EXCLUSIVE FOR MWA MEMBERS ONLY!
MWA 2021 Member Webinar Series: Ecohydrology of Interdunal Wetlands on Lake Michigan’s Eastern Coastline
Dates: May 13, 2021
Location: Zoom link will be sent to registered attendees
Time: 12:00 to 1:00pm
Cost: Free for MWA members; Become a member for $20 to enjoy our webinar series!
Instructor: Dr. Tiffany Schriever, Assistant Professor at Western Michigan University
Dr. Tiffany Schriever is an assistant professor in the Department of Biological Sciences at Western Michigan University, with a joint appointment in the Institute of the Environmental and Sustainability studies program. Schriever is a freshwater ecologist interested in how environmental variation influences ecological dynamics across temporal and spatial scales from individuals to the ecosystems. She leads a research team comprised of undergraduates, graduate students, and colleagues, which investigates community and ecosystem ecology in freshwater habitats. Schriever implements experimental and comparative approaches in field settings to tackle the complexities of herpetofauna and aquatic macroinvertebrates communities. Her work is important to achieving a better understanding of spatial and temporal patterns of biodiversity and ecosystem functioning.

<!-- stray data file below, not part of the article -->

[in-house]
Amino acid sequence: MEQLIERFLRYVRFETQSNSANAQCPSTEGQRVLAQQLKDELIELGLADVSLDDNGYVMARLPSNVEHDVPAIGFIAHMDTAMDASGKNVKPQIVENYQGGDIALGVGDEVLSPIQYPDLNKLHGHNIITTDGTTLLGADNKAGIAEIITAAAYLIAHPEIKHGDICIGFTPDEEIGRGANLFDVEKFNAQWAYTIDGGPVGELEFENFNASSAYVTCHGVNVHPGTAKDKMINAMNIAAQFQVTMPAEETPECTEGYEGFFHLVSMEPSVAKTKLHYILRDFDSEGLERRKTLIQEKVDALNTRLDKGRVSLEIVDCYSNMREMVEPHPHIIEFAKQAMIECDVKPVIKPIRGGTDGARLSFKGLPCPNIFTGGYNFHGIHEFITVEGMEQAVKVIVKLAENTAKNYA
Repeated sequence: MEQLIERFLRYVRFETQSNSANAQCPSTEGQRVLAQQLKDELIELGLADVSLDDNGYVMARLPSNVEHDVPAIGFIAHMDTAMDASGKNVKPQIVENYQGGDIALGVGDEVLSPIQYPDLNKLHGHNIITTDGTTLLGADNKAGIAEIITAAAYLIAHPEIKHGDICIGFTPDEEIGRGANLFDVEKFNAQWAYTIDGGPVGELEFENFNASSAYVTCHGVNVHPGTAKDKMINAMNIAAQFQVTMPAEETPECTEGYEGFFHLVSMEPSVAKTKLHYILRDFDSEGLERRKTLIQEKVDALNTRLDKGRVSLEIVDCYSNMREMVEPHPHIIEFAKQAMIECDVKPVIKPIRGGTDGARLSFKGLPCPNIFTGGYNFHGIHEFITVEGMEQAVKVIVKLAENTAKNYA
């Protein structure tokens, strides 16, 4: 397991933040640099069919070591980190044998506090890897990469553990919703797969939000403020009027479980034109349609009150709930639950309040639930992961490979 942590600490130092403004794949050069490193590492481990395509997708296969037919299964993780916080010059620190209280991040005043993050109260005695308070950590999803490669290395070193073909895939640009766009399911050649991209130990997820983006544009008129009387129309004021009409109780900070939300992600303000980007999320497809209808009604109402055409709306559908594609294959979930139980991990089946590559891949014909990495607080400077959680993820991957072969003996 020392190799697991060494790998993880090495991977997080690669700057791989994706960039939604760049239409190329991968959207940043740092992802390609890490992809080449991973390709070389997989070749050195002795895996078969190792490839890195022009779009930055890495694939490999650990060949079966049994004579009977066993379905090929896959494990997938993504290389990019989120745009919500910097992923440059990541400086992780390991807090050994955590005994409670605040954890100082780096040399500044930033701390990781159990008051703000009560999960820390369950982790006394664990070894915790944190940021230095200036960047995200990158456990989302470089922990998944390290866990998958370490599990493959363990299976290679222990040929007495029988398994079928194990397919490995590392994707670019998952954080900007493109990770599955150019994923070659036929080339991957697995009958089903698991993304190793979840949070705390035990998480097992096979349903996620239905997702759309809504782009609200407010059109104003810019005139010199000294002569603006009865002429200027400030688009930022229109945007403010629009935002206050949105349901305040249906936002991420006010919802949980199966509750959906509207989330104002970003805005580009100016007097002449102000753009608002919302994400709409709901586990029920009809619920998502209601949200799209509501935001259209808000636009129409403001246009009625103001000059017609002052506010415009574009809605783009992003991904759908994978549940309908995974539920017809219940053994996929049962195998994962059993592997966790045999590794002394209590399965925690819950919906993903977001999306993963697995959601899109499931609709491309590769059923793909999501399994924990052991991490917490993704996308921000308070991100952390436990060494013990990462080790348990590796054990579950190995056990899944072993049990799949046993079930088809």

Webinar Description: This members only lunchtime webinar is a technical discussion on interdunal wetland research intended to shed light on this ecosystem’s incredibly complex patterns and hydrology. Coastal wetlands provide essential ecosystem functions such as water quality, maintaining the health of the Great Lakes and offer critical habitat for aquatic biodiversity. Interdunal wetlands, develop in wind-formed depressions within open dunes or between beach ridges along the coastlines of the Great Lakes. Despite the paramount importance of interdunal wetlands in the Great Lakes ecosystem, the ecology and hydrology of this habitat remains virtually unknown. The Schriever lab group has focused on identifying biodiversity patterns at local and regional scales, while examining the influence of and change across environmental gradients both in terms of genetic diversity and functional diversity as well as characterizing the hydrology of interdunal wetlands. Our work has produced the first estimates of aquatic biodiversity, population genetic structure, and clues to the dynamic hydrologic conditions in interdunal wetlands.